The trick of any crafter is to be able to step outside the box. In this case it WAS a box but the majority of my CRAZY QUILT designs had been on birdhouses, a few trays and a plate. To worry about a multitude of sides, plus a lid and drawer multiplied the challenge.

While I am sure for some crafters, everything is planned, one of the beauties of this design is that there are really no rules. Well, few. Maybe that is why I return to it. The only rule I have is that every background color has the same pattern on top of it, everywhere it is used.

After showing this to a friend, she observed that true crazy quilts not only used a variety of fabrics but a variety of stitches as well. She lent me a book about making a crazy quilt and I was surprised to see the variety of stitches that were used and that there were fabric rules as well. "Artists" in many cases make up there own rules but I learned that I had violated quilting rules. I didn't care about that. The stitching issue though intrigued me.

The box will remain as is. I believe that it was a hit. It certainly is something that can be used. I would. However, it seems that we can never stop learning. Since I have to put some kind of a stitching on every piece of fabric, I can make the items I paint mimic that quilted pieces they mimic. We can never stop learning and thinking of new ways to use a design or technique that we like.

Always be on the lookout for something new to try. If you are a yard sale fanatic, keep an eye out for items that can be recycled. A sanding, primer, a new base coat and you have a brand new "canvas."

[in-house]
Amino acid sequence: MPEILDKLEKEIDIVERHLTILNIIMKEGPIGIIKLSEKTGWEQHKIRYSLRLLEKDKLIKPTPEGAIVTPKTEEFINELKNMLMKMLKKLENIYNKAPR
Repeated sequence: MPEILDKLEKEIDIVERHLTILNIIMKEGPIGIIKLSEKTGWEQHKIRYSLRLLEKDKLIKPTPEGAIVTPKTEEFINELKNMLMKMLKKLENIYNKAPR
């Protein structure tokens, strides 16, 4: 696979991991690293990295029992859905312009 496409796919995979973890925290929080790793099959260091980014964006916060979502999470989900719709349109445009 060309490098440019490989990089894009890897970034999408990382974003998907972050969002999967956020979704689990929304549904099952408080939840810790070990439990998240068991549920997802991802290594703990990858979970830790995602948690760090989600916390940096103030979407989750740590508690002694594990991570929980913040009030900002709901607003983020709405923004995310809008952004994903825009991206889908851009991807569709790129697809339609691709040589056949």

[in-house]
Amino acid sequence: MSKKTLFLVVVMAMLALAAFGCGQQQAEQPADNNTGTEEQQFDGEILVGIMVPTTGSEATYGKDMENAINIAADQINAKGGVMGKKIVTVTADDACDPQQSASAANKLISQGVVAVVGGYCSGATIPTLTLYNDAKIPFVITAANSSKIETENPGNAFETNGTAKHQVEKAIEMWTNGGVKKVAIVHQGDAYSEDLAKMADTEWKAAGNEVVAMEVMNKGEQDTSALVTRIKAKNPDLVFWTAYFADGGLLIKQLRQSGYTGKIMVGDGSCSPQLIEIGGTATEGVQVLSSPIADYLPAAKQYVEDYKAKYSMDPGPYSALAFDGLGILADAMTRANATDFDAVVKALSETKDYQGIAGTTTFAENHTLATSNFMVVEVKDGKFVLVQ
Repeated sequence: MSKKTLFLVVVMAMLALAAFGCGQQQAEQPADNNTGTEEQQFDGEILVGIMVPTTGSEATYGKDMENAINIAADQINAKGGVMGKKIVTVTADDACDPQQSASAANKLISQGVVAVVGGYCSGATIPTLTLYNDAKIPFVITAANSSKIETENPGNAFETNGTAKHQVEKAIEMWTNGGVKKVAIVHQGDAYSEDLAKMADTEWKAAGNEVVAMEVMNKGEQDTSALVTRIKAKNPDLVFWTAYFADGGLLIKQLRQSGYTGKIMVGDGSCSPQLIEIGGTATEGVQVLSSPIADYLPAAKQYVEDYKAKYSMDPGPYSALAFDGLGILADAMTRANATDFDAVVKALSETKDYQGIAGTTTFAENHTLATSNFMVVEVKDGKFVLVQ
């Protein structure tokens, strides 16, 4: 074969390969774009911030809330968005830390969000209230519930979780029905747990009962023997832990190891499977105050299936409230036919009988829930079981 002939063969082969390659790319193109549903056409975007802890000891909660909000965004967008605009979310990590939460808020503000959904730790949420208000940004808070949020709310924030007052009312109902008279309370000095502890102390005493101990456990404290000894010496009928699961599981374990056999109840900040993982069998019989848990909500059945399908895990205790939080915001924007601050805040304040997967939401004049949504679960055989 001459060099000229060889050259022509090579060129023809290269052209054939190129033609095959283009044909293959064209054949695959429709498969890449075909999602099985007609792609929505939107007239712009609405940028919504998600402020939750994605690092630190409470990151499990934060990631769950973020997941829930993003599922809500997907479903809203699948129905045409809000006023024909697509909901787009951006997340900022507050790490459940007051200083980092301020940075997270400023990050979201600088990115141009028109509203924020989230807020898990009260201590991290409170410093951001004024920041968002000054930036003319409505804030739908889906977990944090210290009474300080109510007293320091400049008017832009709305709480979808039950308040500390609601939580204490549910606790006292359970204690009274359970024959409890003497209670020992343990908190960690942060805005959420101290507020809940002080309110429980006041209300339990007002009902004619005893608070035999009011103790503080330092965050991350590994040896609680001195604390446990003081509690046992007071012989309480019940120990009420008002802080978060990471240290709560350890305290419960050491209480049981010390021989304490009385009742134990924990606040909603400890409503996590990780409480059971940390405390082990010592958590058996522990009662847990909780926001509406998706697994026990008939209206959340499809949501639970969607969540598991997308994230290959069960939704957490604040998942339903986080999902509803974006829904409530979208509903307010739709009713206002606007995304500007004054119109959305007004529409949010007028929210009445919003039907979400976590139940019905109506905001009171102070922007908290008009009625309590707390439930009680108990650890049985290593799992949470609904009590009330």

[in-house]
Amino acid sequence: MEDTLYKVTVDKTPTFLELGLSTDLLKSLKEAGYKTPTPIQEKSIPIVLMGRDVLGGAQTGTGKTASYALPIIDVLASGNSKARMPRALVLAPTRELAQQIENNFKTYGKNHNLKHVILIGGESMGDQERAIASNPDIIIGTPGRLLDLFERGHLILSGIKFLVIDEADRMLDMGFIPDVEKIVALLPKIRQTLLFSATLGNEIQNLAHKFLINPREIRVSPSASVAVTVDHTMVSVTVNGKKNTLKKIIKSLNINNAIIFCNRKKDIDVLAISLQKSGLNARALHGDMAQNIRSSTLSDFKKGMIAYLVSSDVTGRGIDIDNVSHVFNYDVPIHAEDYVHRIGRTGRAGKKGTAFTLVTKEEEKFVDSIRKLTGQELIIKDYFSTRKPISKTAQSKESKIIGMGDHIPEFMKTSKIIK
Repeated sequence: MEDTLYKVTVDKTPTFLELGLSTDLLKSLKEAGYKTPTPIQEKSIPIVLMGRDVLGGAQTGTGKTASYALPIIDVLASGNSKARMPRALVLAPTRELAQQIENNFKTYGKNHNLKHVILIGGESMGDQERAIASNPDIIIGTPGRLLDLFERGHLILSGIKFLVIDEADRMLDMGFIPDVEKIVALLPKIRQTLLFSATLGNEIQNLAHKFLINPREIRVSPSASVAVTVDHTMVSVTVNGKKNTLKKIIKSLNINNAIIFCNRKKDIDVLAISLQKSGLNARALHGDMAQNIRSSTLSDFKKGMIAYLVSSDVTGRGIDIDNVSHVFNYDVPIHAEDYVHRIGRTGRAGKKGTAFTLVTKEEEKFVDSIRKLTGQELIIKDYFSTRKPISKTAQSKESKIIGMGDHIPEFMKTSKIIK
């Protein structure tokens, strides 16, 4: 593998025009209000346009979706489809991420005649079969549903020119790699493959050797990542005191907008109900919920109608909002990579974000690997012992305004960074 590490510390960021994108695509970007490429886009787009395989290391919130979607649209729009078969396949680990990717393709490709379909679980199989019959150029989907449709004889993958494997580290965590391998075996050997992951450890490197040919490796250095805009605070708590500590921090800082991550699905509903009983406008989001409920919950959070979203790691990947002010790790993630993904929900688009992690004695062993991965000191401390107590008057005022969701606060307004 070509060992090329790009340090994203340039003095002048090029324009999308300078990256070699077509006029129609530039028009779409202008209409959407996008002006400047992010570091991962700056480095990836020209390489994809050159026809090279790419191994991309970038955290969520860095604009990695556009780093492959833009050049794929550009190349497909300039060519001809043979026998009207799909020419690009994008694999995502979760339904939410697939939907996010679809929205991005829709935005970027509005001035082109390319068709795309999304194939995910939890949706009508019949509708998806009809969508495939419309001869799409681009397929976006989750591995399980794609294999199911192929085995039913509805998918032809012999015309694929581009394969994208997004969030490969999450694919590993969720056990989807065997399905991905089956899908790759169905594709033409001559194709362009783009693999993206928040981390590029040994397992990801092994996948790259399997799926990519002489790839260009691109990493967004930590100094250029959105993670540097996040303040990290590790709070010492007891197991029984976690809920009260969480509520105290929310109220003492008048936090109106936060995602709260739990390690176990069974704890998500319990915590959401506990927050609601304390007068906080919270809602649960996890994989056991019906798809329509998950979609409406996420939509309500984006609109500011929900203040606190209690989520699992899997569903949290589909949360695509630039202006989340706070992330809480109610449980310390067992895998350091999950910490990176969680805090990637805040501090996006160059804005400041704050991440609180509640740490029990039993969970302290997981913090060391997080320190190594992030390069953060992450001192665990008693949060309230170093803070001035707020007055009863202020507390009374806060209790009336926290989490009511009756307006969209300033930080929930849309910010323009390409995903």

I would enjoy hearing from any of my readers the most interesting thing they have created. Who knows, you might give me a new creative spark!

Sunday, May 12, 2013

Rocket Cactus Birdhouse

Increasingly I am finding that the line, for me at least, is blurring between my crafting and what I hope others consider my fine art. My "Rocket Cactus" is certainly a case in point.

After painting the series of cactus plants; before, during and after flowering, I was done. I had moved on and tried out the old beat up pick-up and more recently the nasturtiums and lobelias seen once in a flower bed in my yard.

Yet one morning I woke up and realized the rocket birdhouse I had seen at Michaels, didn't have to be a rocket at all. Why not a flowering cactus? Why not a ROCKET CACTUS! Heavens, I certainly had painted enough cactus' lately, how hard could it be?

It turns out, plenty. It is one thing to paint a 2-dimensional canvas and quite another to try it on a 3-D surface. It was a challenge too good to pass up.

I sketched the surface after I painted the whole thing with DecoArt's Black Green. It looked pretty sad at that point. After sketching the lines in for the "flutes" of the cactus I started working in layers going from dark to light. I noticed walking one day that the seams between the flutes are quite pronounced so I made sure each one was there. It made an immediate difference.

I wanted the hole to be a flower but felt that one was not enough. So I added one to the top and then, since I spotted those coming out now as well, two buds.